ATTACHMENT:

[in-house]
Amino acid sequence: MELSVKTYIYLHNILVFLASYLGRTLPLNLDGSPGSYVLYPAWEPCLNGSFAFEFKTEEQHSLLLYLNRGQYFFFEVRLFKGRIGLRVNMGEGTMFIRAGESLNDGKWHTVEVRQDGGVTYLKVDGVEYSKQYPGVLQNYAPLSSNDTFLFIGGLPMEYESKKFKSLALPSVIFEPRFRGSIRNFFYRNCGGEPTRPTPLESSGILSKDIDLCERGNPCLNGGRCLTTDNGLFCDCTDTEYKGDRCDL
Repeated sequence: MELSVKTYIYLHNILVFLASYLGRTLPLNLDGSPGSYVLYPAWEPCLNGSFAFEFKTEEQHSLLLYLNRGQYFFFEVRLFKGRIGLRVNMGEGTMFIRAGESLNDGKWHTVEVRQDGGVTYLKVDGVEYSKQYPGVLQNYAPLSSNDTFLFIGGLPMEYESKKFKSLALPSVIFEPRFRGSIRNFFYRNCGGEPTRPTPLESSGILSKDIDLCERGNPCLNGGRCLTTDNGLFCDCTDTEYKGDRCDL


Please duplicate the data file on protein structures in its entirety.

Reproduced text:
[in-house]
Amino acid sequence: MELSVKTYIYLHNILVFLASYLGRTLPLNLDGSPGSYVLYPAWEPCLNGSFAFEFKTEEQHSLLLYLNRGQYFFFEVRLFKGRIGLRVNMGEGTMFIRAGESLNDGKWHTVEVRQDGGVTYLKVDGVEYSKQYPGVLQNYAPLSSNDTFLFIGGLPMEYESKKFKSLALPSVIFEPRFRGSIRNFFYRNCGGEPTRPTPLESSGILSKDIDLCERGNPCLNGGRCLTTDNGLFCDCTDTEYKGDRCDL
Repeated sequence: MELSVKTYIYLHNILVFLASYLGRTLPLNLDGSPGSYVLYPAWEPCLNGSFAFEFKTEEQHSLLLYLNRGQYFFFEVRLFKGRIGLRVNMGEGTMFIRAGESLNDGKWHTVEVRQDGGVTYLKVDGVEYSKQYPGVLQNYAPLSSNDTFLFIGGLPMEYESKKFKSLALPSVIFEPRFRGSIRNFFYRNCGGEPTRPTPLESSGILSKDIDLCERGNPCLNGGRCLTTDNGLFCDCTDTEYKGDRCDL